What really sets bouldering apart from conventional climbing is that boulder problems are often much more intricate than climbing routes and require a specific solution (known as a beta) to solve the problem.

what is bouldering and how does it compare to rock climbing?
‘Boulder start’ | Image by Ryguywy | under license CC BY 2.0

Pros of Bouldering

  • More accessible – no training, license, or partner required
  • Cheap – no fancy equipment required
  • Bouldering is more social

Cons of Bouldering

  • Strength required – bouldering is more strength based than climbing
  • Getting down – you often have to downclimb in bouldering, which can be scary for a beginner
  • Fewer gyms – bouldering is less popular making it more difficult to find a bouldering-specific gym

What is Rock Climbing?

Rock climbing is a sport where climbers ascent large rock formations or indoor climbing walls using protective equipment such as a harness and rope to make it to the top. When climbing, you need a partner to belay you, this makes it impossible to practice the sport alone unless one is free soloing.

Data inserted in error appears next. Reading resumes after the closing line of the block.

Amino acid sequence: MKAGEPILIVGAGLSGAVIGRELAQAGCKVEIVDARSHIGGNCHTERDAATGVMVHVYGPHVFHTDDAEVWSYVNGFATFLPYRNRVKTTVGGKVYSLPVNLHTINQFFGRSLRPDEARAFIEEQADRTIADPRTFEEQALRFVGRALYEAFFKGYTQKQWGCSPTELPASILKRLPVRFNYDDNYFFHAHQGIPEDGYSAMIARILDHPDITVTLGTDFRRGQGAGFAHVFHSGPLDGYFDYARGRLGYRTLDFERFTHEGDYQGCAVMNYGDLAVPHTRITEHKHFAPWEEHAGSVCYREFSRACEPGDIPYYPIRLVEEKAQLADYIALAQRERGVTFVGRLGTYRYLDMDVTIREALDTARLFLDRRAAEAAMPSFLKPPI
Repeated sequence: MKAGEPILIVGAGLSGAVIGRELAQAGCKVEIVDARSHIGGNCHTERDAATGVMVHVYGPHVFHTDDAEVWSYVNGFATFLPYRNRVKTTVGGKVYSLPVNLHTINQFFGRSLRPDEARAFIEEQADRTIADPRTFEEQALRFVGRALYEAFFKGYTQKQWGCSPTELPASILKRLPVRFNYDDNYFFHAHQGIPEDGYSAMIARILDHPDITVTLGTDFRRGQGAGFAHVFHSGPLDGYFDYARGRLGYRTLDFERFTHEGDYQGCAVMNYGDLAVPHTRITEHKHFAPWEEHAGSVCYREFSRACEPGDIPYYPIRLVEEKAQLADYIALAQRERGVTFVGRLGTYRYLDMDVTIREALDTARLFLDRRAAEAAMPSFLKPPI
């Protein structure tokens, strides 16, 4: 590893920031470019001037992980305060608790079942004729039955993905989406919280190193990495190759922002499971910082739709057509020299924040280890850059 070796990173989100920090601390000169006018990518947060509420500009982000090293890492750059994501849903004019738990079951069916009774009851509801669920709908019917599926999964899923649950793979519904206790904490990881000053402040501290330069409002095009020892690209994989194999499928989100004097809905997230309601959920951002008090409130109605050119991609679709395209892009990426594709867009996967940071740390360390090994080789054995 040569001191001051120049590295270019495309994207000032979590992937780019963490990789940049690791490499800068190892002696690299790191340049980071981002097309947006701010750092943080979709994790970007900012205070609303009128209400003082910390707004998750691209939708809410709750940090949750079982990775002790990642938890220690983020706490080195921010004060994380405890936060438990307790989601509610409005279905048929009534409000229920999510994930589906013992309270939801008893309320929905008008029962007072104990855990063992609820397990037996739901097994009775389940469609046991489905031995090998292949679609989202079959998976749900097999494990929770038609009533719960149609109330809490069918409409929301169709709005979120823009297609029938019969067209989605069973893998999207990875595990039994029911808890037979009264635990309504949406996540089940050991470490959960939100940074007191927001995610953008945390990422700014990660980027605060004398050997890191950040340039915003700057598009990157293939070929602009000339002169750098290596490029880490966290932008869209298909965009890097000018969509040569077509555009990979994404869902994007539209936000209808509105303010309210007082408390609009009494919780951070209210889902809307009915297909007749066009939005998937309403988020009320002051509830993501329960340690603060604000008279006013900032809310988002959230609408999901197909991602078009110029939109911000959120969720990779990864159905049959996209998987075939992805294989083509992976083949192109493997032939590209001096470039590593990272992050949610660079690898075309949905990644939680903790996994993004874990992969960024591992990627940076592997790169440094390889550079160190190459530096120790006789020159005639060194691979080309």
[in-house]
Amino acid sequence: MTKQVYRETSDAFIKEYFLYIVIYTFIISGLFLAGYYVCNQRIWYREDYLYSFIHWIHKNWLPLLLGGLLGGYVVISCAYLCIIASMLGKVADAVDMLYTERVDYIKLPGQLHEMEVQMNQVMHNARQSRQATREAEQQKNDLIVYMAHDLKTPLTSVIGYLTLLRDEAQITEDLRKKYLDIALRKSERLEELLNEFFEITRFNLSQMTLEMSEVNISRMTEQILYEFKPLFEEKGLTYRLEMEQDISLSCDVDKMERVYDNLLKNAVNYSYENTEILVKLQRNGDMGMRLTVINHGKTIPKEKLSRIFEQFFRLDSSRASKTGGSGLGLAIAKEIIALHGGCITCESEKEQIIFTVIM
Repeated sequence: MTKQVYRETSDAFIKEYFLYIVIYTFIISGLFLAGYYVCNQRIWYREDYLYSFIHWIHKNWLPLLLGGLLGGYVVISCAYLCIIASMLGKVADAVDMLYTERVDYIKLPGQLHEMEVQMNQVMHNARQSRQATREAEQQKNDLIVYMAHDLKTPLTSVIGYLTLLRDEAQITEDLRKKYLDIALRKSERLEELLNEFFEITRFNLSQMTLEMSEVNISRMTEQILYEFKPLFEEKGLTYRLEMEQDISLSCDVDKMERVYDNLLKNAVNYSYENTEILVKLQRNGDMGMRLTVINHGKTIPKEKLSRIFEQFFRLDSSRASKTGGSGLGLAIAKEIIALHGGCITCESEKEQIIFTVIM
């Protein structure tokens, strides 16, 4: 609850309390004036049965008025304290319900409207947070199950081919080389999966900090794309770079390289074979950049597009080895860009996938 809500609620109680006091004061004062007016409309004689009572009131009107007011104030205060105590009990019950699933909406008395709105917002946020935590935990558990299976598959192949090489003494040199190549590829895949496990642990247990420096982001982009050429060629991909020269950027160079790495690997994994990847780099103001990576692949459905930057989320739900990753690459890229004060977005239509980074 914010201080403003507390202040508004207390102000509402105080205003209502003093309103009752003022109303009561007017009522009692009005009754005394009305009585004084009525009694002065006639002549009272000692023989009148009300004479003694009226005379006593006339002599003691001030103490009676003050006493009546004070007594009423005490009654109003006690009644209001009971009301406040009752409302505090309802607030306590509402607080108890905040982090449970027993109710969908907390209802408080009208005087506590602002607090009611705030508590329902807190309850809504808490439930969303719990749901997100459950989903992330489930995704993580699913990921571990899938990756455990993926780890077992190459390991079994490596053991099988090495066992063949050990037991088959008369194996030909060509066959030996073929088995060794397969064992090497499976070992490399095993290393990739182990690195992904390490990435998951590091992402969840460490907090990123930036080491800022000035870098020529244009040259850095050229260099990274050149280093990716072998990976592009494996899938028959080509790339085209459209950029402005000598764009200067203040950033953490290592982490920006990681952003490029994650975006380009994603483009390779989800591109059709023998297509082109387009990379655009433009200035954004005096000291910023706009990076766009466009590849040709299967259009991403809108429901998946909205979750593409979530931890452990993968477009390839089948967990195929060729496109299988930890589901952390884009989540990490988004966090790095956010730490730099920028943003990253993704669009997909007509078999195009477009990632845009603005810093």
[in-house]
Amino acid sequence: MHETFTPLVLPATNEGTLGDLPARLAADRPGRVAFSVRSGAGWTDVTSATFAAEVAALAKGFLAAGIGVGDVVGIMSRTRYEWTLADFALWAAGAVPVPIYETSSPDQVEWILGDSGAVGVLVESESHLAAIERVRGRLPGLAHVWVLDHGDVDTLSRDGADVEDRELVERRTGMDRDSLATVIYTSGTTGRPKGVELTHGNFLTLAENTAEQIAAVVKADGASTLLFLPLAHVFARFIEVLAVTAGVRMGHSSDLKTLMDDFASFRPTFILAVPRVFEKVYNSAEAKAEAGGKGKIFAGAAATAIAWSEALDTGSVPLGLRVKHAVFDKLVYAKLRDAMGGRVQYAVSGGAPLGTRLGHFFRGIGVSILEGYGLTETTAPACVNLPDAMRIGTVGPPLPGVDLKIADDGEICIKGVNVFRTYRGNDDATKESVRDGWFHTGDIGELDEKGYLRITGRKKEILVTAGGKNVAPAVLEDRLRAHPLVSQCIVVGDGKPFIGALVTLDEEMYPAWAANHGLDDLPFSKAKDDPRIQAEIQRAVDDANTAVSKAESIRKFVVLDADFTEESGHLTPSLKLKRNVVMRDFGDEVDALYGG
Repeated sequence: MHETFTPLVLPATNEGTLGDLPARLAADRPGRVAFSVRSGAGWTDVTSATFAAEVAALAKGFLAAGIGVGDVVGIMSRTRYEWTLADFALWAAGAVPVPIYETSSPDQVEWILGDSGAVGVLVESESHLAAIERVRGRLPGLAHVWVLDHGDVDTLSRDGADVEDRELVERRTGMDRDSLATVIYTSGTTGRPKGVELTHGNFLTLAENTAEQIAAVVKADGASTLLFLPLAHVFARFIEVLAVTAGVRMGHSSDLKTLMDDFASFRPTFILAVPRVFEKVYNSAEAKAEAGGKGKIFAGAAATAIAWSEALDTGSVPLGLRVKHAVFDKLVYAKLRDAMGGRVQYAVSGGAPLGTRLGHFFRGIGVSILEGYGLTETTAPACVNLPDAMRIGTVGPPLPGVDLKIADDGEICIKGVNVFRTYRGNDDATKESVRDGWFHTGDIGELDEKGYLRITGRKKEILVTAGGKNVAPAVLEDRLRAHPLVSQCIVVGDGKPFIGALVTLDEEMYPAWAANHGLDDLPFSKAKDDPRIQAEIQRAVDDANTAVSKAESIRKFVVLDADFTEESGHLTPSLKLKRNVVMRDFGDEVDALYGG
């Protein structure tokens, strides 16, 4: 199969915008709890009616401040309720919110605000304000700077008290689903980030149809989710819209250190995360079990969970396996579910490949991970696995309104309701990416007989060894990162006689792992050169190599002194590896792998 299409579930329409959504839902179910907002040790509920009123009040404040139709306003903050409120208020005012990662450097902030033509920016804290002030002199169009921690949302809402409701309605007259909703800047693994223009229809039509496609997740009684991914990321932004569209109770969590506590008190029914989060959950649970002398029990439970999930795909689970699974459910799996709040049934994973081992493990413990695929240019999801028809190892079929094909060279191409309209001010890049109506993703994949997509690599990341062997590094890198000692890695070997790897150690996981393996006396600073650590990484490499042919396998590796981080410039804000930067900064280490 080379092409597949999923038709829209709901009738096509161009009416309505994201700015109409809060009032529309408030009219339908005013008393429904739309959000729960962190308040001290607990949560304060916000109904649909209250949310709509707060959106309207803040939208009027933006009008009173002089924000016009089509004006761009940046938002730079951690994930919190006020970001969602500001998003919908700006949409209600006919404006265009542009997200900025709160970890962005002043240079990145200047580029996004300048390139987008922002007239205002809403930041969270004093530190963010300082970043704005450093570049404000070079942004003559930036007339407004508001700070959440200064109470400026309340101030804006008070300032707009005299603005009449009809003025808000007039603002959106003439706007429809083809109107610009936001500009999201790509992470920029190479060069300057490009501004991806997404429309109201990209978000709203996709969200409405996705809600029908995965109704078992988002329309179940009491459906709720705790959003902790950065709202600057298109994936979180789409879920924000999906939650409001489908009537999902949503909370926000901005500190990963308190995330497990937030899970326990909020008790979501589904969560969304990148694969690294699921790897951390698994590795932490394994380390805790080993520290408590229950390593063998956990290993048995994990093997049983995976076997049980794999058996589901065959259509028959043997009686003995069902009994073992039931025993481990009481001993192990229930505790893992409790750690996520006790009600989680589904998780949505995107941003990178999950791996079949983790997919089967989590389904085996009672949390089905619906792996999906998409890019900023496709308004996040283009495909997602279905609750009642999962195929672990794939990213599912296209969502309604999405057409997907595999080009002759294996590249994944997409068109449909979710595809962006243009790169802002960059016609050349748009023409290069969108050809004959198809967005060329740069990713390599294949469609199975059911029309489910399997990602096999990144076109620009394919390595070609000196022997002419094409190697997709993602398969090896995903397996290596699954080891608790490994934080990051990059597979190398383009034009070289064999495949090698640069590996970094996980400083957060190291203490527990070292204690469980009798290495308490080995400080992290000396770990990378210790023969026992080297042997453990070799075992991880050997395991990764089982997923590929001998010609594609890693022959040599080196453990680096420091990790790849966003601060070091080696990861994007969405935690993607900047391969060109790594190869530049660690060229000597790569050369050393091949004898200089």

Rock climbing routes have no height restrictions. Sometimes, rock formations are so tall they have to be done in multiple pitches. This is known as multi-pitch climbing.

what is rock climbing and how does it compare to bouldering?
Image by Joshua Tree National Park

Pros of Climbing

  • Satisfaction – sending a long route is more satisfying than sending a boulder problem
  • Getting down is easy – as you are attached to a rope, your belayer will get you down safely
  • More gyms available – oftentimes, its easier to find a local climbing wall than a bouldering gym
  • Beginner-friendly – beginner climbing routes are easier than boulder problems

Cons of Climbing

  • Requires a partner – you always need someone to belay you
  • Requires training in belaying
  • License required – some countries (especially in Europe) require licenses to climb, even indoors